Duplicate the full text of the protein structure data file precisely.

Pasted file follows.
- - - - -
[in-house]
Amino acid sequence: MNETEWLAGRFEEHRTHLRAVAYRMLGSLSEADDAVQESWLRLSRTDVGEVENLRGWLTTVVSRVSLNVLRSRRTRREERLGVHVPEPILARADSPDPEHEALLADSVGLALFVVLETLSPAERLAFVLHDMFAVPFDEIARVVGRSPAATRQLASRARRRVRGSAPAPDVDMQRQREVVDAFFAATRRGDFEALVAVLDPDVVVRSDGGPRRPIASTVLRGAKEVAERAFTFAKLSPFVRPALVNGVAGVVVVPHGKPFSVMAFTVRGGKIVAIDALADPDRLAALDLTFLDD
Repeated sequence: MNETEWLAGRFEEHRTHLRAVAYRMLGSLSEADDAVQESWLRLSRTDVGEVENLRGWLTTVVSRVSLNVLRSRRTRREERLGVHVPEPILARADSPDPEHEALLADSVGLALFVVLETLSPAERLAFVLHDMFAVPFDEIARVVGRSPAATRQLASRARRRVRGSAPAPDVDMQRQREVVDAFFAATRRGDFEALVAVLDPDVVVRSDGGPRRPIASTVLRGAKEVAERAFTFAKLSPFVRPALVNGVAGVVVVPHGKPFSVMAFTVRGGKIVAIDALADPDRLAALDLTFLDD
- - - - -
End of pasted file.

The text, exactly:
[in-house]
Amino acid sequence: MNETEWLAGRFEEHRTHLRAVAYRMLGSLSEADDAVQESWLRLSRTDVGEVENLRGWLTTVVSRVSLNVLRSRRTRREERLGVHVPEPILARADSPDPEHEALLADSVGLALFVVLETLSPAERLAFVLHDMFAVPFDEIARVVGRSPAATRQLASRARRRVRGSAPAPDVDMQRQREVVDAFFAATRRGDFEALVAVLDPDVVVRSDGGPRRPIASTVLRGAKEVAERAFTFAKLSPFVRPALVNGVAGVVVVPHGKPFSVMAFTVRGGKIVAIDALADPDRLAALDLTFLDD
Repeated sequence: MNETEWLAGRFEEHRTHLRAVAYRMLGSLSEADDAVQESWLRLSRTDVGEVENLRGWLTTVVSRVSLNVLRSRRTRREERLGVHVPEPILARADSPDPEHEALLADSVGLALFVVLETLSPAERLAFVLHDMFAVPFDEIARVVGRSPAATRQLASRARRRVRGSAPAPDVDMQRQREVVDAFFAATRRGDFEALVAVLDPDVVVRSDGGPRRPIASTVLRGAKEVAERAFTFAKLSPFVRPALVNGVAGVVVVPHGKPFSVMAFTVRGGKIVAIDALADPDRLAALDLTFLDD